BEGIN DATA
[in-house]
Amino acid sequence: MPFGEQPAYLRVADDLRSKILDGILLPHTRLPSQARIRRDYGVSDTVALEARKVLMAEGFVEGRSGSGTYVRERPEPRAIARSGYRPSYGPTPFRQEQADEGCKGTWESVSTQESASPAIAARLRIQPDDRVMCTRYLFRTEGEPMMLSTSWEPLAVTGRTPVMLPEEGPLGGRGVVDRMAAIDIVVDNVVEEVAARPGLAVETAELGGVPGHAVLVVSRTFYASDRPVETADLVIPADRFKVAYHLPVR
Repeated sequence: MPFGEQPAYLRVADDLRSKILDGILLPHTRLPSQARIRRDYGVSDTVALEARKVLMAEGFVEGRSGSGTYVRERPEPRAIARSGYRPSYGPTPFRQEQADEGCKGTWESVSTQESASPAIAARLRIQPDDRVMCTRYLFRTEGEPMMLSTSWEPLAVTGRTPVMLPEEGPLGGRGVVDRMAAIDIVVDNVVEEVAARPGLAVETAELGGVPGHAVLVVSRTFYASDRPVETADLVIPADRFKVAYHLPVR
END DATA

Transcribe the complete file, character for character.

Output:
[in-house]
Amino acid sequence: MPFGEQPAYLRVADDLRSKILDGILLPHTRLPSQARIRRDYGVSDTVALEARKVLMAEGFVEGRSGSGTYVRERPEPRAIARSGYRPSYGPTPFRQEQADEGCKGTWESVSTQESASPAIAARLRIQPDDRVMCTRYLFRTEGEPMMLSTSWEPLAVTGRTPVMLPEEGPLGGRGVVDRMAAIDIVVDNVVEEVAARPGLAVETAELGGVPGHAVLVVSRTFYASDRPVETADLVIPADRFKVAYHLPVR
Repeated sequence: MPFGEQPAYLRVADDLRSKILDGILLPHTRLPSQARIRRDYGVSDTVALEARKVLMAEGFVEGRSGSGTYVRERPEPRAIARSGYRPSYGPTPFRQEQADEGCKGTWESVSTQESASPAIAARLRIQPDDRVMCTRYLFRTEGEPMMLSTSWEPLAVTGRTPVMLPEEGPLGGRGVVDRMAAIDIVVDNVVEEVAARPGLAVETAELGGVPGHAVLVVSRTFYASDRPVETADLVIPADRFKVAYHLPVR